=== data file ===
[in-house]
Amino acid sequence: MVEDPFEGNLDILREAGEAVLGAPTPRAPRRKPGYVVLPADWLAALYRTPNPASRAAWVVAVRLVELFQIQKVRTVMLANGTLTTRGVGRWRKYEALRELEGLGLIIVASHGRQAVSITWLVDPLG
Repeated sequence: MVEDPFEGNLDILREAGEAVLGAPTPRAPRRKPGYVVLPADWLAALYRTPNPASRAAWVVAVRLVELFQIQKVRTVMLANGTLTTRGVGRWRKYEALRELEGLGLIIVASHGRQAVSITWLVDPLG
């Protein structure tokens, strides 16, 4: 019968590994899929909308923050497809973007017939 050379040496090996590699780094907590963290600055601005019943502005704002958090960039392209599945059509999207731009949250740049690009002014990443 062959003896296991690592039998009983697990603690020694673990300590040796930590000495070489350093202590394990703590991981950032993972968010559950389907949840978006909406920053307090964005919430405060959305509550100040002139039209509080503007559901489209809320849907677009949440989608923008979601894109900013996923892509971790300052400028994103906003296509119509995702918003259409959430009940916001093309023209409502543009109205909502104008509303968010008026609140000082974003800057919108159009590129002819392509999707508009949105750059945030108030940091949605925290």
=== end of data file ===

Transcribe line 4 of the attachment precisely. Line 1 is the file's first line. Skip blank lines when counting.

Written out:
């Protein structure tokens, strides 16, 4: 019968590994899929909308923050497809973007017939 050379040496090996590699780094907590963290600055601005019943502005704002958090960039392209599945059509999207731009949250740049690009002014990443 062959003896296991690592039998009983697990603690020694673990300590040796930590000495070489350093202590394990703590991981950032993972968010559950389907949840978006909406920053307090964005919430405060959305509550100040002139039209509080503007559901489209809320849907677009949440989608923008979601894109900013996923892509971790300052400028994103906003296509119509995702918003259409959430009940916001093309023209409502543009109205909502104008509303968010008026609140000082974003800057919108159009590129002819392509999707508009949105750059945030108030940091949605925290």